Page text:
5) With the now reliable OpenGL based zoom effect (configured in desktop 
effects, middle tab), I've switched to using this a lot more, these days, 
tho it was too buggy thru early 4.5 or so, and only became reliable 
enough to use it as much as I do with late 4.5.  Of course, the 
suitability of this alternative depends on the otherwise full-screen task 
you're doing, but for many tasks, simply running them windowed at a lower 
resolution, then zooming in using the zoom effect, works very well, at 
least on semi-decent hardware/driver combinations like my Radeon hd4650 
with the freedomware kernel-drm/kernel-mode-setting(kms)/mesa/xf86-video-
ati drivers.

This zoom effect is the reason for the past-tense in the killall plasma-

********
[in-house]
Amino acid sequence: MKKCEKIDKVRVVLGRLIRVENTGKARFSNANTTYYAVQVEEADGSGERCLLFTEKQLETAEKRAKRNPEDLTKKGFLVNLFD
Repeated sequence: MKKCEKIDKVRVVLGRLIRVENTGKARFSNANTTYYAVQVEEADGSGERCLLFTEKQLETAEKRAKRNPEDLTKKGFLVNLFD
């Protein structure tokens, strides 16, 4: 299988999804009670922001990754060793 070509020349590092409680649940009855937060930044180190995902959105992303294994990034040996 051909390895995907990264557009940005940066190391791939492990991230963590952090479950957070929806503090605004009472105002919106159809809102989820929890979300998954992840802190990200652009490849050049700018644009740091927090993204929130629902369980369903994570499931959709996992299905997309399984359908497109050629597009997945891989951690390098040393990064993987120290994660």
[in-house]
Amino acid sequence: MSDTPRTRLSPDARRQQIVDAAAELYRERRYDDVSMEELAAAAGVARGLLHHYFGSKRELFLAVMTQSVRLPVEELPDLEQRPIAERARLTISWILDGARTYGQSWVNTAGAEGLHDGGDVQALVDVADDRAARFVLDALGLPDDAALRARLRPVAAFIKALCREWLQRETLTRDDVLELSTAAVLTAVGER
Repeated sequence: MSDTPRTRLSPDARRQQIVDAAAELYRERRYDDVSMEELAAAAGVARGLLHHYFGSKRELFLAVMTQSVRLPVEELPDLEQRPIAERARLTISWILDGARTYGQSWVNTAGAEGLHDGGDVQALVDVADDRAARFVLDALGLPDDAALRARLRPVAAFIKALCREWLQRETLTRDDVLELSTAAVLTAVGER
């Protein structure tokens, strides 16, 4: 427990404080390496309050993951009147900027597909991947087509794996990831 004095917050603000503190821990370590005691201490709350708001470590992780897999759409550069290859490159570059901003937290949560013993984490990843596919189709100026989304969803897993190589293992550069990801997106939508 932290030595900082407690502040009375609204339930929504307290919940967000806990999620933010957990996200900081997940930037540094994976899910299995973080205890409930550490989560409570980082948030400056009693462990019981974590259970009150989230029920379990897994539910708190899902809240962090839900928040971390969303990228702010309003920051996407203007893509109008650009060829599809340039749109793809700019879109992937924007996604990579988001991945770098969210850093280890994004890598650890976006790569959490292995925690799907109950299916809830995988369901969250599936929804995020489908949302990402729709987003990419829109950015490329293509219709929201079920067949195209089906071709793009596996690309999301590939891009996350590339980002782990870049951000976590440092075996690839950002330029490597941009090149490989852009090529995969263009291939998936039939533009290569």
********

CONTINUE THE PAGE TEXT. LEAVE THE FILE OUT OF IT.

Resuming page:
desktop instructions above, as zoom works as well or better for the use-
case I was using it for most, anyway.

I DID tweak the zoom-step to a reasonably fine 5%, but since I've 
configured good hotkeys that auto-repeat if I hold them down, thus giving 
me a quite smooth continuous zoom, the fine zoom-step still works great.  
(FWIW, the hotkeys I use for that are ctrl-meta-arrow, where arrow is 
down to zoom out, up to zoom in, and left to reset to normal/100% zoom.  
Meta is of course the winkey on most current x86 keyboards.)

Between the dual-monitor, full-screen-to-one, alternative, and the zoom-
effect alternative, depending on what I'm using it for, I really don't 
use the killall plasma-desktop workaround much at all, any more.  Still, 
it's there when I do need it, and at times cycling plasma using a killall 
and relaunch is handy for forcing it to save settings, etc, without 
exiting kde entirely, as well. =:^)

-- 
Duncan - List replies preferred.   No HTML msgs.
"Every nonfree program has a lord, a master --
and if you use the program, he is your master."  Richard Stallman